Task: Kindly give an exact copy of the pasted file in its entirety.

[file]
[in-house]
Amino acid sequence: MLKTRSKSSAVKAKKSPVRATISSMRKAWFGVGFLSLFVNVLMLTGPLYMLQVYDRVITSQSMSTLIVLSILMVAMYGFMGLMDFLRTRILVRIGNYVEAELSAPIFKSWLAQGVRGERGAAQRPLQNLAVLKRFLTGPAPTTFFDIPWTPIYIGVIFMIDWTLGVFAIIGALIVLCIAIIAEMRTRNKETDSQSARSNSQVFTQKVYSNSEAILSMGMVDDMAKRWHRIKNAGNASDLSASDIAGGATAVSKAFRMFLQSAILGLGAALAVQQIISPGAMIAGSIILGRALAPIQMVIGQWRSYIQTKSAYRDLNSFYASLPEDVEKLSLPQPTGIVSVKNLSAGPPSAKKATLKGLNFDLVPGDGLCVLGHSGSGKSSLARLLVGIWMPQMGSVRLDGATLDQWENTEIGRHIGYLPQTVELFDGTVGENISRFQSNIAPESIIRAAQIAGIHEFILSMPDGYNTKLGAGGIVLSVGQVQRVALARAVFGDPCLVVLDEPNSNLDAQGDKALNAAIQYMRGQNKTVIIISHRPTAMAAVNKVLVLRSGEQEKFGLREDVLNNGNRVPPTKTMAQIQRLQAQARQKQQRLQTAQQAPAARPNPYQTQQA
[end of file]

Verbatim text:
[in-house]
Amino acid sequence: MLKTRSKSSAVKAKKSPVRATISSMRKAWFGVGFLSLFVNVLMLTGPLYMLQVYDRVITSQSMSTLIVLSILMVAMYGFMGLMDFLRTRILVRIGNYVEAELSAPIFKSWLAQGVRGERGAAQRPLQNLAVLKRFLTGPAPTTFFDIPWTPIYIGVIFMIDWTLGVFAIIGALIVLCIAIIAEMRTRNKETDSQSARSNSQVFTQKVYSNSEAILSMGMVDDMAKRWHRIKNAGNASDLSASDIAGGATAVSKAFRMFLQSAILGLGAALAVQQIISPGAMIAGSIILGRALAPIQMVIGQWRSYIQTKSAYRDLNSFYASLPEDVEKLSLPQPTGIVSVKNLSAGPPSAKKATLKGLNFDLVPGDGLCVLGHSGSGKSSLARLLVGIWMPQMGSVRLDGATLDQWENTEIGRHIGYLPQTVELFDGTVGENISRFQSNIAPESIIRAAQIAGIHEFILSMPDGYNTKLGAGGIVLSVGQVQRVALARAVFGDPCLVVLDEPNSNLDAQGDKALNAAIQYMRGQNKTVIIISHRPTAMAAVNKVLVLRSGEQEKFGLREDVLNNGNRVPPTKTMAQIQRLQAQARQKQQRLQTAQQAPAARPNPYQTQQA